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The Dartmouth
June 17, 2024 | Latest Issue
The Dartmouth

Shah: It's Been a Slice

Here’s what local restaurants in a college town can teach us.

Affordability and accessibility are particularly valuable for college students, especially when it comes to food and dining options. With busy schedules and varying needs, students seek out options that are convenient. To make the most of Dartmouth Dining Services’ meal plans, students tend to eat at places that accept College dining dollars, like the Class of 1953 Commons or convenient campus snack bars. Many first-years rely on venues that accept meal swipes, particularly during their fall terms when the SmartChoice 20 plan is mandatory. As a result, local restaurants, which rely heavily upon student engagement, can be crowded out. Dartmouth and its students should support local restaurants through building community character and economic advantages.

Many student-athletes, visiting families, alumni and large student groups were known to have heavily frequented Everything But Anchovies. The local pizzeria’s late-night food and delivery options were hailed as incomparable. EBAs operated for 38 years — and suddenly, last year, on 8:38 a.m. on a Tuesday, the venue was closed. As CNN anchor Jake Tapper ’91 tweeted, “It was a small pizzeria, but there were those of us who loved it. RIP EBA’s.” EBAs closed for three main reasons: high rent payments, changes in business and competition. Operating in college towns, which are densely populated with students, is a major benefit for local restaurants. However, rent in areas such as Hanover is higher than that of neighboring towns, such as West Lebanon. Business and competition also go hand in hand. Competition from Domino’s (and from Dartmouth Dining Services’ food truck, the latter of which accepts DBA and meal swipes) likely contributed substantially to EBAs’ downfall. From the time the Domino’s franchise opened in West Lebanon, Hanover’s EBAs saw a 20 percent decline in late night deliveries. This may have occurred because Domino’s has a shorter delivery time or because of its better name recognition for students.

C&A Pizza and Ramunto’s Brick and Brew remain as Hanover’s pizza shops. Perhaps due to a different branding strategy or customer base, these venues have not closed their doors. While all three restaurants primarily sold pizza, EBAs was specifically known for its late-night delivery options, not for its superior quality — some have designated Ramunto’s as the “best slice of pizza.” Domino’s recently announced that it applied for a building permit to open a restaurant in Hanover.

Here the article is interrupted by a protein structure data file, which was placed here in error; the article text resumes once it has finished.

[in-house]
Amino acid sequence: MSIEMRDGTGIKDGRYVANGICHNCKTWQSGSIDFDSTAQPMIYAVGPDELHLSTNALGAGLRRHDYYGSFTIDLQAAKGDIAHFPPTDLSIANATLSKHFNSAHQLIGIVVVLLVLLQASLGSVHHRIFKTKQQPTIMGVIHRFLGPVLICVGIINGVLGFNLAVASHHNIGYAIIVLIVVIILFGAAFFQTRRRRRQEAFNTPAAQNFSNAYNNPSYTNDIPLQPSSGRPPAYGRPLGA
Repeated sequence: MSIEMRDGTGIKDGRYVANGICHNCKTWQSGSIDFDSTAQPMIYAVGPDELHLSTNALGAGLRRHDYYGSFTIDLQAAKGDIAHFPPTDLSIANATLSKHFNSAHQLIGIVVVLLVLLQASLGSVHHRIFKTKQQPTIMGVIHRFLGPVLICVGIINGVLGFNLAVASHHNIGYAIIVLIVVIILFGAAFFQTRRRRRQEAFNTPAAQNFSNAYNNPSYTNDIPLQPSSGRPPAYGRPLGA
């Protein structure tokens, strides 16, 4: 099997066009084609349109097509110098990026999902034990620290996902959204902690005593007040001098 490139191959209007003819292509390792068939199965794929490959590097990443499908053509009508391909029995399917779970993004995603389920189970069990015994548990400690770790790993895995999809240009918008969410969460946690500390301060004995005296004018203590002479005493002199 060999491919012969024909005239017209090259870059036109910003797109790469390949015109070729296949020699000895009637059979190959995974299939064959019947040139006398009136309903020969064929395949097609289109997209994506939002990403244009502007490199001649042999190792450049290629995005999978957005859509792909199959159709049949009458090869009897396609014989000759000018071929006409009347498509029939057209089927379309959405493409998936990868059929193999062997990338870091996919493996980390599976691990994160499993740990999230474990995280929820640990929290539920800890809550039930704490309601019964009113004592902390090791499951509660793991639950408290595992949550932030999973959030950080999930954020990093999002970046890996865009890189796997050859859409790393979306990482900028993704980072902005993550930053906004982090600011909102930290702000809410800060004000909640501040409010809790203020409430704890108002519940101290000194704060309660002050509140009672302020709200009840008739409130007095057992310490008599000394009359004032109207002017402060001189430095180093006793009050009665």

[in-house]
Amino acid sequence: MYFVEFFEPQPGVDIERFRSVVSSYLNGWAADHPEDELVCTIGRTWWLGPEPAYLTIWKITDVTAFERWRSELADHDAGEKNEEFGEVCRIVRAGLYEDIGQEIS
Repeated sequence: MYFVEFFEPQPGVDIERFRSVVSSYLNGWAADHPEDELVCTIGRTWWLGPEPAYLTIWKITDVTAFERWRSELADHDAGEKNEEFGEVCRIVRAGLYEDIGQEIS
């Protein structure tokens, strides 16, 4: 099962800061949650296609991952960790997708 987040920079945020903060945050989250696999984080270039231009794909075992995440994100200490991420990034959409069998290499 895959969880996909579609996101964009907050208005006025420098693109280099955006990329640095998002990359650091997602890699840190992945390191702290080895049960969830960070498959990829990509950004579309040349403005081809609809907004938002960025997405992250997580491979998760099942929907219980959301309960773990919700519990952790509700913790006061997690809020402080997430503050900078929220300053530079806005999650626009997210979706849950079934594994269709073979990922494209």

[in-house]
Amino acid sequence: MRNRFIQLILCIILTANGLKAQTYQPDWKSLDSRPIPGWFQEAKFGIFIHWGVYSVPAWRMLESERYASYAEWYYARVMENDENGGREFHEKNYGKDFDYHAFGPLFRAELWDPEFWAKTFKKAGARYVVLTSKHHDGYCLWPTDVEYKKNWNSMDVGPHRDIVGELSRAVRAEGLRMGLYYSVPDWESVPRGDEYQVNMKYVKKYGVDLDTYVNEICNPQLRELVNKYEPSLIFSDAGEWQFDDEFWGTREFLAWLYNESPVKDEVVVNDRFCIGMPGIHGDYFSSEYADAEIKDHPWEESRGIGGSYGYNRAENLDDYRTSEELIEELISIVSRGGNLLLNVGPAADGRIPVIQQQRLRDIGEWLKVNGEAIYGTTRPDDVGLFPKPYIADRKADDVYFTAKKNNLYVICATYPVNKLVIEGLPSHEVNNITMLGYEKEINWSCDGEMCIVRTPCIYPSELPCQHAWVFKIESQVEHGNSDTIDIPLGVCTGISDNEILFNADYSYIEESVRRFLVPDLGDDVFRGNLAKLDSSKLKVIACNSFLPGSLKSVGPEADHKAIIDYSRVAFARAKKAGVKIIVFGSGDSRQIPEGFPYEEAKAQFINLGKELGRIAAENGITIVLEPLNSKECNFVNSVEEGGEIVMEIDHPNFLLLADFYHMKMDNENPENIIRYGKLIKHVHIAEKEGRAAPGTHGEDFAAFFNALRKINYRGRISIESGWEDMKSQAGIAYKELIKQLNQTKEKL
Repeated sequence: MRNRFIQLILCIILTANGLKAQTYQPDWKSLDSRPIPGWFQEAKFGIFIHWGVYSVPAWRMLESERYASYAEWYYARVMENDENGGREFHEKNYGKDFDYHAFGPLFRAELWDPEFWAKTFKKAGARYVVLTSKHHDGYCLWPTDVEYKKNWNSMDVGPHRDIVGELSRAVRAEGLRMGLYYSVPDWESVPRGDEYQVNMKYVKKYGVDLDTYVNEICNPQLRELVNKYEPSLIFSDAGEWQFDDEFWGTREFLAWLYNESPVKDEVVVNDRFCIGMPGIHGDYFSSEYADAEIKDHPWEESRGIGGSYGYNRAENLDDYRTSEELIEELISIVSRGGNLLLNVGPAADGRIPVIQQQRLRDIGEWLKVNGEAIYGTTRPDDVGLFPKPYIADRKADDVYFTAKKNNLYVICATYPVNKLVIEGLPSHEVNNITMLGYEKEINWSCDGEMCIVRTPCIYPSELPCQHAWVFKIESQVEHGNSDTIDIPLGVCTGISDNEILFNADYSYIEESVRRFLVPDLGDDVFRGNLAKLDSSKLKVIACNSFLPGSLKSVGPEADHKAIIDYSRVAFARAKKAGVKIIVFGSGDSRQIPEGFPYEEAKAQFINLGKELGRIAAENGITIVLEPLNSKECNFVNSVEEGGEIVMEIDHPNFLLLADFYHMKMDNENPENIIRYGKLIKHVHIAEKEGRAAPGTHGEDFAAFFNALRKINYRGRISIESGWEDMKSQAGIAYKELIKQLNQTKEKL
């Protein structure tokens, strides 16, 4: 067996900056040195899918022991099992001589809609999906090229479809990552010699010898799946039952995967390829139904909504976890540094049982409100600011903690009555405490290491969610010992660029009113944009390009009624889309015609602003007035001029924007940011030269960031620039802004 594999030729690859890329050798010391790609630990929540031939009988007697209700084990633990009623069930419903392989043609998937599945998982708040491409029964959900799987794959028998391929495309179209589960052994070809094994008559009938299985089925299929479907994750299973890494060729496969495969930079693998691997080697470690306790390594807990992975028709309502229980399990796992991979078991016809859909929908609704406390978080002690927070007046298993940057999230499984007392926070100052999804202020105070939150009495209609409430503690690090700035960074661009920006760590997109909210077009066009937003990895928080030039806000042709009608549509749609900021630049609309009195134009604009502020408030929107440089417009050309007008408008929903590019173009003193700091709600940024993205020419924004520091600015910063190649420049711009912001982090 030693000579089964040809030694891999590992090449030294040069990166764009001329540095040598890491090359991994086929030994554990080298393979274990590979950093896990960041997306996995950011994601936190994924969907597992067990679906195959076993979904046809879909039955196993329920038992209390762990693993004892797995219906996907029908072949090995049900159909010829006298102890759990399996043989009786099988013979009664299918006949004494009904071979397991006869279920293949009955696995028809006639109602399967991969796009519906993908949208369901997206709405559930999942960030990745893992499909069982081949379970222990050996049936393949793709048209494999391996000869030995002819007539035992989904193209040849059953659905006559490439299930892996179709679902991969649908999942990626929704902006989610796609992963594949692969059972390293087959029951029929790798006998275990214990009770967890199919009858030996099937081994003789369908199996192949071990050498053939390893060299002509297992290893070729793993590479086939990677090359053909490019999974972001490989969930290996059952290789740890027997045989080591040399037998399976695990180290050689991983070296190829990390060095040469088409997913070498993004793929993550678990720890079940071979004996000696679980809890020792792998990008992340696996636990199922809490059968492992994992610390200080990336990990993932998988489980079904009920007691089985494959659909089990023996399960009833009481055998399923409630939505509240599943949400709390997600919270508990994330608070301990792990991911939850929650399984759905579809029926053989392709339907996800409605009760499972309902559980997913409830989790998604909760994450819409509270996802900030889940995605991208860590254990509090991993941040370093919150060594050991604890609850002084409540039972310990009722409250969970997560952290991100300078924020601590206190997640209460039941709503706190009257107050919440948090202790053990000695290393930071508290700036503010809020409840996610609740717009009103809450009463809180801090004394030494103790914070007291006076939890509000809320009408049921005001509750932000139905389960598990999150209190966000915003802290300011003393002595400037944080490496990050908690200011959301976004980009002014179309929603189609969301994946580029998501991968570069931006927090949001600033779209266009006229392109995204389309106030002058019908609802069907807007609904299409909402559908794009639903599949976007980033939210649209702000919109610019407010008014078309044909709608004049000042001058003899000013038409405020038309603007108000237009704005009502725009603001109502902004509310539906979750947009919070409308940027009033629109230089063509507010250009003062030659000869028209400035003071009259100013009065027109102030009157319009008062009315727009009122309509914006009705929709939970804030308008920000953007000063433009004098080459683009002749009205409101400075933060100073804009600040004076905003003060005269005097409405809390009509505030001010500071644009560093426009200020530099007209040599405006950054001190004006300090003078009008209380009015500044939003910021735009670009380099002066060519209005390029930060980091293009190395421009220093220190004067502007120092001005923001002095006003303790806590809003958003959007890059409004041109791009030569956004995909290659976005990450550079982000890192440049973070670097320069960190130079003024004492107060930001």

In considering the impact of such a move, we can turn to a similar relationship between local cafés Dirt Cowboy Café and Starbucks. Dirt Cowboy claims on its home page that it serves over 600 customers every day, while the average Starbucks store serves 500. Dirt Cowboy serves freshly roasted and individually brewed coffee and has been voted the “Best Gourmet Coffee Shop” in the region for the past seven years. Coffee shops play a unique role in a community — they connect people through conversations and interaction during hangouts and study or work sessions. However, shortly after Starbucks opened in Hanover in 2012, Dirt Cowboy — which has been operating since 1993 — reported a drop in business. Starbucks opens at 5:30 a.m., 1.5 hours before Dirt Cowboy; moreover, Dirt closes at 5 p.m., and it does not offer Wi-Fi. By 2020, Starbucks is projected to serve 750 daily customers per store.

The local versus chain restaurant debate extends beyond Hanover. Across the country, nearly 7,000 independent restaurants closed for financial reasons. This is particularly problematic as local restaurants contribute three times as much money into the local community than chain restaurants. Local restaurants also often support local vendors. They arguably strengthen the middle class in their regions. Nonetheless, most chain restaurants offer more consistency and a wider range of options, deeming them convenient options for consumers. For instance, the Domino’s products one may eat in California will most likely be similar to those one can order in West Lebanon. These national franchises, with efficient production structures and distribution channels, may also offer costs that are low enough to offset even great reputations of local restaurants.

Dartmouth prides itself on a “vibrant community.” Supporting local restaurants is one way to work toward the College’s mission. Unlike students at many other colleges, students at Dartmouth can access off-campus restaurants and businesses within a five-minute walk. Dartmouth could encourage students to explore these options, perhaps by initiating agreements with local venues to accept college dining dollars. Nonetheless, at the end of the day, only students can really make a difference in whether a local restaurant or business stays up or goes down. It is up to us to choose.

Correction Appended (Feb. 13, 2018):

The Feb. 13 column "Shah: It's Been a Slice" has been updated to reflect that, according to a written statement from West Lebanon Domino's owner Keith Bell, Domino's pizzas are not premade.